Plant Swap at North Campus

Arrowhead participated in a plant swap in April and the first week in May 2023. Led by library aide Ann Anderson, the plant swap entails students bringing in plants to the North Campus library and taking one.


In an email sent to AHS staff, Anderson says, “Earth Day is April 22 and May is Mental Health Awareness, what better way to GROW Earthly and Mentally at once.” 


Senior Chloe Maple said, “I think it is good Arrowhead is acknowledging those dates.”


The idea stemmed from the appreciation of the earth and mental health.


Earth Day first started in 1970 due to Senator Gaylord Nelson creating it as a means to promote the need of environmental acknowledgment and make it mainstream. A good way to take part in Earth Day would be to pick up litter and plant trees or flowers. 


In 1949, May was officially deemed Mental Health Awareness Month by the U.S. Congress due to the increased number of veterans who experienced mental health problems from World War Two. People are asked to take care of themselves during May; meditating, speaking with a professional, and taking online mental health screenings can be excellent ways to take care of yourself.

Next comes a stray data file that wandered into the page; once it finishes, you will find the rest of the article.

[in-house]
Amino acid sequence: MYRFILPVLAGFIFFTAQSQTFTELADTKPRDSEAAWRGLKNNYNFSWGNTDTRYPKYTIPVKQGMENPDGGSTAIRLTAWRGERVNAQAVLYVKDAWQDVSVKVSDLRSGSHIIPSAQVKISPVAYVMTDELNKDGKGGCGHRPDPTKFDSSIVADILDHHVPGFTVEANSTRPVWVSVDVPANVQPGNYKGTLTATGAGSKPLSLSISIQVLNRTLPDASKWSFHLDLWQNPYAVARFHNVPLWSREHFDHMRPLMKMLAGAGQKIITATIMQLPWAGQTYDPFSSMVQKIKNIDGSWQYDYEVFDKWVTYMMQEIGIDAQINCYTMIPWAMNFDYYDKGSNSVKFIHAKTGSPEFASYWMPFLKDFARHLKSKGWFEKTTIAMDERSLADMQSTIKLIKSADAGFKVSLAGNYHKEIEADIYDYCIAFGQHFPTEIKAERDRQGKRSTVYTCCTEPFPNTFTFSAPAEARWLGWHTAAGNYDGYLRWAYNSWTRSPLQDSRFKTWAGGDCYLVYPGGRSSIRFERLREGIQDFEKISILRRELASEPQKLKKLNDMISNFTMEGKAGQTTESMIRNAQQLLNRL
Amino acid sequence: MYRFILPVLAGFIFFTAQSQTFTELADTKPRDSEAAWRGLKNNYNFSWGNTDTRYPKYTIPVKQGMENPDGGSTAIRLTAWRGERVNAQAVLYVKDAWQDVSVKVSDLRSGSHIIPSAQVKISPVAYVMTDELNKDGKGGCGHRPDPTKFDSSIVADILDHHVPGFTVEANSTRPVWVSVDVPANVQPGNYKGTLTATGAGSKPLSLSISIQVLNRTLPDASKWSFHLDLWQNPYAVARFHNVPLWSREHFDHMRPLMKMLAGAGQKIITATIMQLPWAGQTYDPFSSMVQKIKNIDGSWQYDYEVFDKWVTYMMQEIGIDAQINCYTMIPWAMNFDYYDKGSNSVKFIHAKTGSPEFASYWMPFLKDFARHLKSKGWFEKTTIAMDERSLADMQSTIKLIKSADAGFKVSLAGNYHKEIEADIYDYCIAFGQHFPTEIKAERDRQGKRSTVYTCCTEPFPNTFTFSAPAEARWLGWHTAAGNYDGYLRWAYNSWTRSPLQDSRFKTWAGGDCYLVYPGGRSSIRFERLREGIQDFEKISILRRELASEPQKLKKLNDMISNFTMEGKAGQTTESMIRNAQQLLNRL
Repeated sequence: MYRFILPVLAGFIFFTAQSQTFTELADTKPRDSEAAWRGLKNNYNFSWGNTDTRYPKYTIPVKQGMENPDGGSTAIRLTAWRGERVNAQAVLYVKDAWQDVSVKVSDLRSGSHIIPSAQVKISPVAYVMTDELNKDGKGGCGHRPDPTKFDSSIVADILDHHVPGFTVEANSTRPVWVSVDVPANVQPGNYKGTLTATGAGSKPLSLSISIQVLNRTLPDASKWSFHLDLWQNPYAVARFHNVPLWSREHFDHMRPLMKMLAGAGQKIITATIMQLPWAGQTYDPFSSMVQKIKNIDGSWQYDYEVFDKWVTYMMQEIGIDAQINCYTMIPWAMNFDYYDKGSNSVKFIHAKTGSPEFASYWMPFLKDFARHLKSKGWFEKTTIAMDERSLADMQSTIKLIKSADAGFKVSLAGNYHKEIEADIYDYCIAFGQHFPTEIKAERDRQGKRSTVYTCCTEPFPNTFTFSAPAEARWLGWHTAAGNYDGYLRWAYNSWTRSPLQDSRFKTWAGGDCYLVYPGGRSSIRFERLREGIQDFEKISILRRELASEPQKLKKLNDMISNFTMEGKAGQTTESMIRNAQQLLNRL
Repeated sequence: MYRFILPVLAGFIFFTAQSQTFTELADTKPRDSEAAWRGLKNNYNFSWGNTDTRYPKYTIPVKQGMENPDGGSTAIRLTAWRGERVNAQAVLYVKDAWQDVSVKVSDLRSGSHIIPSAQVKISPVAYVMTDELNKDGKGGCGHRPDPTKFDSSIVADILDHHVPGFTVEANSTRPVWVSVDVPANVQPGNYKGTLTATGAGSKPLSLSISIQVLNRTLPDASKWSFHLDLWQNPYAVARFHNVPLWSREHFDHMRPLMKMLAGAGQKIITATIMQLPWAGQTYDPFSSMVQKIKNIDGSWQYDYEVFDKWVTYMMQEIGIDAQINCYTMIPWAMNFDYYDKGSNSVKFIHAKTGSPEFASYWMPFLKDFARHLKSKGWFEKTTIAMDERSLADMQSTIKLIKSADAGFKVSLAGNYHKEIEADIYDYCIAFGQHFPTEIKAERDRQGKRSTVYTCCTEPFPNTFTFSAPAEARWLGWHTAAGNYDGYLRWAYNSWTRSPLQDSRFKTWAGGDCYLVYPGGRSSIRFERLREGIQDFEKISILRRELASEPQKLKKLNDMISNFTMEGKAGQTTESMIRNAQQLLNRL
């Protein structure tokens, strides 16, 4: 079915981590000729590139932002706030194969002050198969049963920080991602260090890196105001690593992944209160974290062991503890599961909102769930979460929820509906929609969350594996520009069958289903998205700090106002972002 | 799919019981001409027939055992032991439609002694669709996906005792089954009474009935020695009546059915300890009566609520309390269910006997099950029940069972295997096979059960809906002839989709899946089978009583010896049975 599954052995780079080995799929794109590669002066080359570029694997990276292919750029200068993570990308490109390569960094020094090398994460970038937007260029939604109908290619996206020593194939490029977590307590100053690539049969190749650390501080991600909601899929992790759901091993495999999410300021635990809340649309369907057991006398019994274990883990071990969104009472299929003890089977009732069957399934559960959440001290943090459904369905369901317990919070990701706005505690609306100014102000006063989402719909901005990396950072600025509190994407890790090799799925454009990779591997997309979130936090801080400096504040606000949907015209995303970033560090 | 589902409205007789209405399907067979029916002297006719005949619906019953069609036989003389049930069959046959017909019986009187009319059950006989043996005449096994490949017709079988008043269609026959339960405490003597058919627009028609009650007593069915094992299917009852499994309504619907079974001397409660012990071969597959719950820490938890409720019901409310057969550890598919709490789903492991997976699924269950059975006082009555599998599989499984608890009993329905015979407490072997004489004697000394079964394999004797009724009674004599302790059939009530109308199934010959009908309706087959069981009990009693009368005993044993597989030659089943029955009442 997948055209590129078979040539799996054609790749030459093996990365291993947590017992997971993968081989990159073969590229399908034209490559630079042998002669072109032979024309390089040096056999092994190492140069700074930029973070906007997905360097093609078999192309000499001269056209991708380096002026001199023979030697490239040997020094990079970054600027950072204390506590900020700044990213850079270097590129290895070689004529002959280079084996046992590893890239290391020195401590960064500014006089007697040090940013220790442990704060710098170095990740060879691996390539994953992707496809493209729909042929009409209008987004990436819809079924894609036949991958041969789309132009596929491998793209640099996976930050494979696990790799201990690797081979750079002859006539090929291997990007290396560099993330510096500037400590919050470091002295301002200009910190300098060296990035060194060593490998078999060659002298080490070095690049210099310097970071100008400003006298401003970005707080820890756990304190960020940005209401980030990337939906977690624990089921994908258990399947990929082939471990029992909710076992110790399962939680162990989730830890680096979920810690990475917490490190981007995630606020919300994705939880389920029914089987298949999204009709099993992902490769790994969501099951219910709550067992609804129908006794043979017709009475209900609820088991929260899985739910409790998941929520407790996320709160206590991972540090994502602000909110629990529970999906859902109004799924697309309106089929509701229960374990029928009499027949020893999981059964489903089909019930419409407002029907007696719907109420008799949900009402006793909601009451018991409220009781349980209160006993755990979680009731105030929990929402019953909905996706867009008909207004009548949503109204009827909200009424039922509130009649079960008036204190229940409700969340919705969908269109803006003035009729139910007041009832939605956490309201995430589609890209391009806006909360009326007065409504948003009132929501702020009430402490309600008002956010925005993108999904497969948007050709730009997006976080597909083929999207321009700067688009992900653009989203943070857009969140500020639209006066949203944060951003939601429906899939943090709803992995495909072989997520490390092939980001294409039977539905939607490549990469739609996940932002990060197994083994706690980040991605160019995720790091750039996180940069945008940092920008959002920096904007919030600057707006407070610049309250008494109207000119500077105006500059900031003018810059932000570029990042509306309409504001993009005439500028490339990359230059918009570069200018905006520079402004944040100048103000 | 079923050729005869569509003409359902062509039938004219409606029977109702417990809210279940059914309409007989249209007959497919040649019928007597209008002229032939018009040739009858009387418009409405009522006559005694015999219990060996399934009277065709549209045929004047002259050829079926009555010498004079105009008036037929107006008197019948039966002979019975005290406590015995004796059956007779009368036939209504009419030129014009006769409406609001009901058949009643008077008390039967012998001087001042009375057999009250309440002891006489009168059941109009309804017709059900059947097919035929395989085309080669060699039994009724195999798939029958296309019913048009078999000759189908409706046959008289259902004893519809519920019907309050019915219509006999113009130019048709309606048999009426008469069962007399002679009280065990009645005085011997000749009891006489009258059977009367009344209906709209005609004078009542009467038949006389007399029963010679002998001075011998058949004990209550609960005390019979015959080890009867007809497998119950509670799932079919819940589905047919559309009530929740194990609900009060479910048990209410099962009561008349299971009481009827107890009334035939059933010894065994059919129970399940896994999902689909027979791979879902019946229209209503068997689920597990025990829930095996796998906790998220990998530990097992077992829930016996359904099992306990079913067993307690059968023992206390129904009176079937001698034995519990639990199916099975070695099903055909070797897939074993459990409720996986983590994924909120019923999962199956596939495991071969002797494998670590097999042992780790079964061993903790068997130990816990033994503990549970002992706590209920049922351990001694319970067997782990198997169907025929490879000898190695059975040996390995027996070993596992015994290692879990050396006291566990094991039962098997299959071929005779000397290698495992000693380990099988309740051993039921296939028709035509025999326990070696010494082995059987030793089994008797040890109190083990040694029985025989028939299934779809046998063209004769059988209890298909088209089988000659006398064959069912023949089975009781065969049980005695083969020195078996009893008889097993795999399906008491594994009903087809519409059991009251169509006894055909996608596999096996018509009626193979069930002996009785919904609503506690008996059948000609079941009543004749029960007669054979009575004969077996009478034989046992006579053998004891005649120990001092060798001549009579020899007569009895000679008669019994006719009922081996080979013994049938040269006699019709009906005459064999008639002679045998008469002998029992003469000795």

Plants are shown to be beneficial to people. The World Economic Forum states that plants can help improve focus and memory while increasing pain tolerance and lowering the levels of stress. Physical benefits can include better air quality, 


May is National Flowers Month, following up April’s National Native Plant Month. The phrase ‘April showers bring May flowers’ stems from May being the month of flowers. With the temperatures rising and the weather becoming sunnier in May, many bugs that pollinate start to come out more, helping the growth of flowers and plants. 


Senior Kate Sprinkman said, “I love plants so the idea of a plant swap sounds great.”


The name ‘May’ is inspired by the Roman Goddess Maia who embodies the concept of growth, nursing, and fertility according to Theoi Greek Mythology. All the months of the year get their names from Greek and Roman deities.